The number of Americans filing new claims for unemployment benefits fell more than expected and hit a three-month low last week, a sign of strength in a labor market that has been hobbled by severe weather.
Separately, the U.S. government sharply revised down nonfarm productivity for the fourth quarter, mirroring the economy's slow growth pace in the same period.
Initial claims for state unemployment benefits dropped 26,000 to a seasonally adjusted 323,000, the Labor Department said on Thursday. That was the lowest level since the end of November and the drop more than unwound the prior week's rise.
Claims for the week ended Feb. 22 were revised to show 1,000 more applications received than previously reported.
Economists polled by Reuters had forecast first-time applications for jobless benefits falling to 338,000 in the week ended March 1.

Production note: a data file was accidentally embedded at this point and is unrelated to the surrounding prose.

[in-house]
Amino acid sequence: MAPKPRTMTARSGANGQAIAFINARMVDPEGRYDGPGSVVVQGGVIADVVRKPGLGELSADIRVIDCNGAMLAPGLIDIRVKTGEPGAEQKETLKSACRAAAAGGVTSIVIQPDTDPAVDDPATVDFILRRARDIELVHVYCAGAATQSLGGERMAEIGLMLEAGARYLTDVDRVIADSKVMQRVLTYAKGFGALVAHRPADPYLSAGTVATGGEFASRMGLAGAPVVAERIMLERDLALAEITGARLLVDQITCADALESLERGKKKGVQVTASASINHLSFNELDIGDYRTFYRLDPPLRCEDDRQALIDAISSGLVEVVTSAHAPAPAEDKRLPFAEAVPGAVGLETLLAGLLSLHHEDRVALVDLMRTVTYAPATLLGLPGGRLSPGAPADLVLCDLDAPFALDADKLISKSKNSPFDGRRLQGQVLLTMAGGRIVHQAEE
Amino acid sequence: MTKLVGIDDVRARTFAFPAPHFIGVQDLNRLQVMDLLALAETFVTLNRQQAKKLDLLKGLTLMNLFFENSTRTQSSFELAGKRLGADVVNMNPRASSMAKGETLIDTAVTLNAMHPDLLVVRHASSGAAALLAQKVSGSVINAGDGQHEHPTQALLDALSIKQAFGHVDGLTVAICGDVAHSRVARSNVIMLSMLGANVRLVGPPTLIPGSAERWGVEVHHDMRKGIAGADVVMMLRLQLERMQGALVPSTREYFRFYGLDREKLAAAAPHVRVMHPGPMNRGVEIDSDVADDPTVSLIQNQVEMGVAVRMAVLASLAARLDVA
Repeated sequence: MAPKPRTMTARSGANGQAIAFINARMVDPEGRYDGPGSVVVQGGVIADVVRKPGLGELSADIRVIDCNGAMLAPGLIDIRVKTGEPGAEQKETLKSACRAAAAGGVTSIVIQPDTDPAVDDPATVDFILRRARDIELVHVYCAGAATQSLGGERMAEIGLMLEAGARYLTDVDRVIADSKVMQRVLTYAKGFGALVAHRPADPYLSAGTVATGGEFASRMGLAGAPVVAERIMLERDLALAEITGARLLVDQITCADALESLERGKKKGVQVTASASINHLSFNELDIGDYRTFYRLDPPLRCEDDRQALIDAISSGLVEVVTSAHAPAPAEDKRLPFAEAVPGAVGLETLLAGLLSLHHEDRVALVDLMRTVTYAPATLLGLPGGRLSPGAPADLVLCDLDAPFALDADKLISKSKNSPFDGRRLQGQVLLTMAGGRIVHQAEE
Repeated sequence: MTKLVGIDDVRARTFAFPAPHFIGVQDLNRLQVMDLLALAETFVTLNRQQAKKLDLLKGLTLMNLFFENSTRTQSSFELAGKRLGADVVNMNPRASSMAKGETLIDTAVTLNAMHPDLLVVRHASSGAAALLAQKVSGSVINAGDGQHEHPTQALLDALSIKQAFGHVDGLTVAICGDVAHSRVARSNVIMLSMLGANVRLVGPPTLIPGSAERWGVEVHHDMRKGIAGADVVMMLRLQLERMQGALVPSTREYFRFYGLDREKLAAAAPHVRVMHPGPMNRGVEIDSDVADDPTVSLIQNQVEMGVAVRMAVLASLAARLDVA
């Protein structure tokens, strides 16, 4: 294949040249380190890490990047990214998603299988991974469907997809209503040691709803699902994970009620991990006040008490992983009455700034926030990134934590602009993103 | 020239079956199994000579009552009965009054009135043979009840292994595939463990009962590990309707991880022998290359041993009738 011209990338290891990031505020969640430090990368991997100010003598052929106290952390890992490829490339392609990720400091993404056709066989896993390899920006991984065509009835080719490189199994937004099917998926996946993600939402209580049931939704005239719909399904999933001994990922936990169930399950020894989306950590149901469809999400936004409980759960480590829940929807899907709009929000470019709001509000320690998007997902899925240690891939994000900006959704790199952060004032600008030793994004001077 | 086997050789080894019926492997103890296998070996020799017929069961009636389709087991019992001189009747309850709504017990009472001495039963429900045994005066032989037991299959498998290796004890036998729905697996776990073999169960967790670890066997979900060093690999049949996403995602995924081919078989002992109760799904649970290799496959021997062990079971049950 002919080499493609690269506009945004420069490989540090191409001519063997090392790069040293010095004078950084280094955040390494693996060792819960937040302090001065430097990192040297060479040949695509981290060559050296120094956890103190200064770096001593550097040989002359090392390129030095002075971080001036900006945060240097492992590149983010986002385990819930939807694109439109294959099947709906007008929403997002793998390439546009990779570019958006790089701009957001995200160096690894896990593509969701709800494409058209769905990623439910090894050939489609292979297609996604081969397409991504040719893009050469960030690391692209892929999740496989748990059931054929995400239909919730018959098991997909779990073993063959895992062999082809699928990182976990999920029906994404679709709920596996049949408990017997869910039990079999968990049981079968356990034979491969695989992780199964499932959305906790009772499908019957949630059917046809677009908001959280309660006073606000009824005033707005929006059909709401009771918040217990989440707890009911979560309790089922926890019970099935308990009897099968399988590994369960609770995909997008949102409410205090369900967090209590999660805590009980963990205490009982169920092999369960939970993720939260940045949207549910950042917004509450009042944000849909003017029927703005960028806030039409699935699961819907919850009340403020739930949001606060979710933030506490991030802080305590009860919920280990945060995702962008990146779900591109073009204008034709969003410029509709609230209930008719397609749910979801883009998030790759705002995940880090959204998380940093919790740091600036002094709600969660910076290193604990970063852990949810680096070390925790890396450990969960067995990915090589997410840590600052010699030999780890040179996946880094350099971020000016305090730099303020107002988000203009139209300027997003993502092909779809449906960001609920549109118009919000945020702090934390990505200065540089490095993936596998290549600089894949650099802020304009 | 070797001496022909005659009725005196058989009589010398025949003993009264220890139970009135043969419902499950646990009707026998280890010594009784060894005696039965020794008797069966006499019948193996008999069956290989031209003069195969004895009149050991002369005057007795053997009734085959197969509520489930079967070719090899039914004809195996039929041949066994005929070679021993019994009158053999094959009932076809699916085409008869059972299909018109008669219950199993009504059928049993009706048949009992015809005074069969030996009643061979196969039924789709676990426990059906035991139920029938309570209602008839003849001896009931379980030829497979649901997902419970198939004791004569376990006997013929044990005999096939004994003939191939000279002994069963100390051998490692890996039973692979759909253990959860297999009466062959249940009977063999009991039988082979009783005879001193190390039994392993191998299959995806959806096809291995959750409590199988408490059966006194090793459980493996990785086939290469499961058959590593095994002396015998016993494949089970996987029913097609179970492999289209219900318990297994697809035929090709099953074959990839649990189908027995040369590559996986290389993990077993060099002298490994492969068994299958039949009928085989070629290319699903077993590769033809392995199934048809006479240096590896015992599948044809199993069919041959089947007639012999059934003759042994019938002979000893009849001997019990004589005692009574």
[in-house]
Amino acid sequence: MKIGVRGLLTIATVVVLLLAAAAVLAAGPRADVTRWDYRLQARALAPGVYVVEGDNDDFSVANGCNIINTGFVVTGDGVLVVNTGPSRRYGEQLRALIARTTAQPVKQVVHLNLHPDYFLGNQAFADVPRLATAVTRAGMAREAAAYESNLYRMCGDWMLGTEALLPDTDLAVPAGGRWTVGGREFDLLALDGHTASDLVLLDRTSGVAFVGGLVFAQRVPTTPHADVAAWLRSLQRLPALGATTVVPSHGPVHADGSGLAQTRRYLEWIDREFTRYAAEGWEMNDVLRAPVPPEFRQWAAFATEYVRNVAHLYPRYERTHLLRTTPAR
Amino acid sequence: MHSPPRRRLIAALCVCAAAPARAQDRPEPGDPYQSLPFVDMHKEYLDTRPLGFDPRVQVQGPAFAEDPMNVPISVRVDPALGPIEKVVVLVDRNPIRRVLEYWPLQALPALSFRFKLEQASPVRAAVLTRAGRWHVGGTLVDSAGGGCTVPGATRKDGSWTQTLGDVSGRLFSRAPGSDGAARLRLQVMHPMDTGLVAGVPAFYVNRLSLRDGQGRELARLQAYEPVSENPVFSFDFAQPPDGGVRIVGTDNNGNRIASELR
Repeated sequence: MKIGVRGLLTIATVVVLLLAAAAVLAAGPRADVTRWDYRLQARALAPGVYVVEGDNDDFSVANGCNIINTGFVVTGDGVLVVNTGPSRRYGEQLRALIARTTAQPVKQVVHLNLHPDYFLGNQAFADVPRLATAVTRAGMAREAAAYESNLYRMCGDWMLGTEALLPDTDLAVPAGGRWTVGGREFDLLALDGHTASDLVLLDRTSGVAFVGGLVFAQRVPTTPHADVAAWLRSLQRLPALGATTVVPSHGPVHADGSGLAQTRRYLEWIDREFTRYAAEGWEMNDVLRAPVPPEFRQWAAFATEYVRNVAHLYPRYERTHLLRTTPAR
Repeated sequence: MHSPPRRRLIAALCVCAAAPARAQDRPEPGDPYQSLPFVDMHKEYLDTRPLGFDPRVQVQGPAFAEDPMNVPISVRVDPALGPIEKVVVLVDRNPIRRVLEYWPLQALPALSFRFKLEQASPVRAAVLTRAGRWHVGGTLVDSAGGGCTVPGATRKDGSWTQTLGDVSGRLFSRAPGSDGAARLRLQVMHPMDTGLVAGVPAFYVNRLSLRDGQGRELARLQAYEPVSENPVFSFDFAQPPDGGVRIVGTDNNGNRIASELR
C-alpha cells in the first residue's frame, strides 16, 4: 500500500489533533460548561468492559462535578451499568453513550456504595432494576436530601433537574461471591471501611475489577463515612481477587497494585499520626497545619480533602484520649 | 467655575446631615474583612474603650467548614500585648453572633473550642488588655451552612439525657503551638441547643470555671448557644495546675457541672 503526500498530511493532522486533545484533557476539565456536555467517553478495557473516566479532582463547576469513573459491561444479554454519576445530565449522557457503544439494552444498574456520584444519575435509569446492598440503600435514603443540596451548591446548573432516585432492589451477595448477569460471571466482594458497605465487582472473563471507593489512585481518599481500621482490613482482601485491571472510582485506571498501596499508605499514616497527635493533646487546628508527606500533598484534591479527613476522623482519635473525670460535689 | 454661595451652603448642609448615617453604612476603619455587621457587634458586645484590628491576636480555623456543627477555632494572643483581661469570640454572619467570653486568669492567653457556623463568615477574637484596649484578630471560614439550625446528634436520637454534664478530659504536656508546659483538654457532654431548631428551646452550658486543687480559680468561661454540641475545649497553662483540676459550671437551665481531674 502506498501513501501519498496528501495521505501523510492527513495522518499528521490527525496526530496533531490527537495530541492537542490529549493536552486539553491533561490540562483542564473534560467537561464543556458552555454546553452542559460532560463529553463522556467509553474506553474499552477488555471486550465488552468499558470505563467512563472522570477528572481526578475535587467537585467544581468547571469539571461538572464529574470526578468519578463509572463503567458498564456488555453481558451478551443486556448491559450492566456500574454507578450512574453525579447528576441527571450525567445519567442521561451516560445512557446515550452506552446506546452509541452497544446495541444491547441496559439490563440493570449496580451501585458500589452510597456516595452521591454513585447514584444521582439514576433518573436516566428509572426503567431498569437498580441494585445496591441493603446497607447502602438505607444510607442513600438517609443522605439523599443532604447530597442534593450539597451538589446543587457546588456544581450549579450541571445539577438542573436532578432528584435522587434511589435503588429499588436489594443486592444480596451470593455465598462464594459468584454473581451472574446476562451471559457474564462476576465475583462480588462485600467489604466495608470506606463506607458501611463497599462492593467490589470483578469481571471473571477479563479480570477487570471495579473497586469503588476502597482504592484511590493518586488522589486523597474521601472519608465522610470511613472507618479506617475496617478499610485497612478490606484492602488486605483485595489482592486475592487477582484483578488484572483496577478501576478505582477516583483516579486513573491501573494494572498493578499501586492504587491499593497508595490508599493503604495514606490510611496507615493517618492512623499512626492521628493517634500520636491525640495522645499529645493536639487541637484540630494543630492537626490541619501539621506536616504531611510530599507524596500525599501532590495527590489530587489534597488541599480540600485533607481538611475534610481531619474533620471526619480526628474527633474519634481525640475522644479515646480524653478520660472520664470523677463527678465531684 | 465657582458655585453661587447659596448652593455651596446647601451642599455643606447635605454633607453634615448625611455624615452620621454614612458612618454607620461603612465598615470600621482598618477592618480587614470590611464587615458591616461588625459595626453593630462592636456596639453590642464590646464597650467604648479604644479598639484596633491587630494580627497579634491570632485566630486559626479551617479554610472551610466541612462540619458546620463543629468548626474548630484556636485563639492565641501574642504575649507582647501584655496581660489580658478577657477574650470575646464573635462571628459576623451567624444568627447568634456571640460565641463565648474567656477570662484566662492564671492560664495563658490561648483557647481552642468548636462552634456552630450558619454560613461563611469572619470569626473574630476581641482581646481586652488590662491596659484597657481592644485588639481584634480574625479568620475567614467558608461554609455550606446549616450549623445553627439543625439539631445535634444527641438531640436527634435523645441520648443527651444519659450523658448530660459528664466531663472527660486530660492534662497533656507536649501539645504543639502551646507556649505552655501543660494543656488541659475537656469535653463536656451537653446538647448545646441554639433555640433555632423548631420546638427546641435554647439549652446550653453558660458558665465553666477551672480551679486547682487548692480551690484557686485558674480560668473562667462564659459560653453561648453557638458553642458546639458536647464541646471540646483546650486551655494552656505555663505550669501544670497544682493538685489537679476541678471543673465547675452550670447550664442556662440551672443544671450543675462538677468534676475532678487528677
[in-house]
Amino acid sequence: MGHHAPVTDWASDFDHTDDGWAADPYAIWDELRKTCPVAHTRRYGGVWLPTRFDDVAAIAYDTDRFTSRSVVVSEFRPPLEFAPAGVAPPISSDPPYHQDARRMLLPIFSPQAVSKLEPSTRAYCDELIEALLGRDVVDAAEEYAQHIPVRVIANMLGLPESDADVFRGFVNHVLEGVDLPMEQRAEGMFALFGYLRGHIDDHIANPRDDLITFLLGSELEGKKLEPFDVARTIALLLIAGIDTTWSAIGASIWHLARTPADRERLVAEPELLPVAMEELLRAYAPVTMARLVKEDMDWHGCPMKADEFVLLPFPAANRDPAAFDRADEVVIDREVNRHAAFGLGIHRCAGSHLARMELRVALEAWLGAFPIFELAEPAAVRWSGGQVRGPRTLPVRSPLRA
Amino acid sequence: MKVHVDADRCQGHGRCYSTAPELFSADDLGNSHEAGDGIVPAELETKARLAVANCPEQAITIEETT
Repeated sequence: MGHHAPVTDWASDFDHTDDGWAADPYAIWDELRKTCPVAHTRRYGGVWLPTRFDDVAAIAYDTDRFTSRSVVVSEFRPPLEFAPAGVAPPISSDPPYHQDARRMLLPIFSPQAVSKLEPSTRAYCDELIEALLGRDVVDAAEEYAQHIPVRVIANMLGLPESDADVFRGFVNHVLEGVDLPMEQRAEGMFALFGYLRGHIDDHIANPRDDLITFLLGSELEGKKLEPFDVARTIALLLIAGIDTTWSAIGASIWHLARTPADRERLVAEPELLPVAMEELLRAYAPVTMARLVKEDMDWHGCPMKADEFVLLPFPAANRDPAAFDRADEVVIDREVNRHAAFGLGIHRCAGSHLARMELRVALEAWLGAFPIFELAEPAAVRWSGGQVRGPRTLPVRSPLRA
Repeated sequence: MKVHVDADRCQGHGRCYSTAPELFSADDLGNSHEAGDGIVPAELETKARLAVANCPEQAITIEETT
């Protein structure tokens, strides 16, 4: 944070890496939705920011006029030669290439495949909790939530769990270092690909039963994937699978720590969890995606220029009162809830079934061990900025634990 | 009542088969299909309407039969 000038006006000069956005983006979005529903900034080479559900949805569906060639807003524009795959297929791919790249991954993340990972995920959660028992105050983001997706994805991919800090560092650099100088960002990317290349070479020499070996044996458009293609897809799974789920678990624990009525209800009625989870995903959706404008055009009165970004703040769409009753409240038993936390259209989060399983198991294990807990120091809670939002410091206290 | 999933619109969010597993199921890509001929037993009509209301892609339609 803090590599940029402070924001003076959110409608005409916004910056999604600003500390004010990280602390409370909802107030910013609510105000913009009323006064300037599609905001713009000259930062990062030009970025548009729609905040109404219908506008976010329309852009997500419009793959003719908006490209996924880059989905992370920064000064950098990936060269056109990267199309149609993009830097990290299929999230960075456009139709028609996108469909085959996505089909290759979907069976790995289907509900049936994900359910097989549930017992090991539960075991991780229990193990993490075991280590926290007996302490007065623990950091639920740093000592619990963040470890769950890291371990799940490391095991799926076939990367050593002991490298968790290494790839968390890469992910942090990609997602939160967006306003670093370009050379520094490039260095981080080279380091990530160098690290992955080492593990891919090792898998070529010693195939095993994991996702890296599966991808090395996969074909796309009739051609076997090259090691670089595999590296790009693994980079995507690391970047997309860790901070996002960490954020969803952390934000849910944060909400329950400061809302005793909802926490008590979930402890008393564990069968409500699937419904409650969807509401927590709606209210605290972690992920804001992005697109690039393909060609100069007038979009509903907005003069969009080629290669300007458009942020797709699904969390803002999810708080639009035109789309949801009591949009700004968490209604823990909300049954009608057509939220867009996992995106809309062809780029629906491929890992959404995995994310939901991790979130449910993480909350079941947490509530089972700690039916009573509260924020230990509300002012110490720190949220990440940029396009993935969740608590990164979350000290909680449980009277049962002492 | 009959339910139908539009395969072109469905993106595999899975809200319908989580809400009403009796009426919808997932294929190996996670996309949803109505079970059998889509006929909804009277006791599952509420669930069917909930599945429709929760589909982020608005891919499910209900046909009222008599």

The four-week moving average for new claims, considered a better measure of underlying labor market conditions as it irons out week-to-week volatility, slipped 2,000 to 336,500.
A Labor Department analyst said no states were estimated and there were no special factors affecting the state level data.
The claims data has no bearing on Friday's employment report for February as it falls outside the reference period for the survey. While unseasonably cold weather has dampened hiring in recent months, the drop in new filings for jobless benefits suggests labor market fundamentals remain strong.
Nonfarm payrolls are forecast to have increased by 150,000 jobs in February, according to a Reuters survey of economists, up from the weather-depressed gains of 113,000 in January and 75,000 in December.
The claims report showed the number of people still receiving benefits after an initial week of aid fell 8,000 to 2.91 million in the week ended Feb. 22. That was the lowest level since December.
The so-called continuing claims have been stuck at higher levels in recent weeks, with economists saying the cold weather was preventing some recipients from going out to search for work and causing companies to delay hiring.